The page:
This movie has a ton of characters. But size does not matter, it is what you do with it. Not much is done with it to be frank, because there is almost no charisma from any of the characters! This includes the lead!
Domenic Toretto is arguably the most overpowered, unlikably boring protagonist who continues to maintain some semblance of relevance in our cultural zeitgeist. I remember when these movies made the heroes feel superhuman, but they continued to have some degree of verisimilitude to their actions. Dom is God at this point. Vin Diesel may have chosen to be Superman in “The Iron Giant,” but as far as I am concerned, if Dom Toretto were forced to fight Superman, Toretto has a chance of clobbering him at this point. Other protagonists, even in movies I do not enjoy, will have me guessing if they are going to make it out of a sticky situation. If anything, Toretto practically is the sticky situation in every scene. He is not the villain, but he is a man without weakness. And while anything’s possible, this franchise proves it, I would rather see characters who have to deal with their troubles because the reality is that nobody’s perfect. Sure, there are some added stakes in this film with Dom having a kid, and Jason Momoa plays a compelling antagonist. But those two things are not enough to make a good movie. This is where the “Mission: Impossible” franchise often succeeds where “Fast & Furious” does not. Because while the movies are fictional spy adventures, they have fewer fantastical elements and more interesting characters that keep me engaged in the picture.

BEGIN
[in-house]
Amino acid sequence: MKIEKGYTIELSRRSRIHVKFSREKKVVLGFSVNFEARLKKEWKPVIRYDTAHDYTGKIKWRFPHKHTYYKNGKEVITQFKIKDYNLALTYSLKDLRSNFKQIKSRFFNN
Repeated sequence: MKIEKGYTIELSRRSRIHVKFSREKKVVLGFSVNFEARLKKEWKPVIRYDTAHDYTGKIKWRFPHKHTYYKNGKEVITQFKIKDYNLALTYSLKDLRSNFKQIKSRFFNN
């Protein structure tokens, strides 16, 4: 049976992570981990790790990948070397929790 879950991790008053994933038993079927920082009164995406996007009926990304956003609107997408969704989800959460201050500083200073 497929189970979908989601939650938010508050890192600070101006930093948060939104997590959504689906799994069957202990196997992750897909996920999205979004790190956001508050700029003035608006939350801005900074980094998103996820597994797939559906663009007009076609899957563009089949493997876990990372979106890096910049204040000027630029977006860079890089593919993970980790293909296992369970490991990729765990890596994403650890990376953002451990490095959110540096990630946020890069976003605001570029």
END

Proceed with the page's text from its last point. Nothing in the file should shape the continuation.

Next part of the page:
In fact, going back to Dom’s kid, Brian, he is nicely portrayed by Leo Abelo Perry. I am not convinced that he looks like the offspring Dom and Letty would have, but nevertheless. He is good in the film. What is not good in the film, is Dom’s parenting skills. I know this film defies logic, physics, and science, but is it the dumbest time for me to ask why the heck Brian is able to drive at eight years old? I mean, he can… But, are there like, laws… Against that? Ah, who am I kidding? The only law this movie knows is Murphy’s Law.
Although there is one good cameo in the middle of this film. I will not say who the individual of interest is, because I had no idea they were in the film going into it. But they are seen while the film is set in London. Additionally, this individual has some of the funniest lines in the film by a long shot.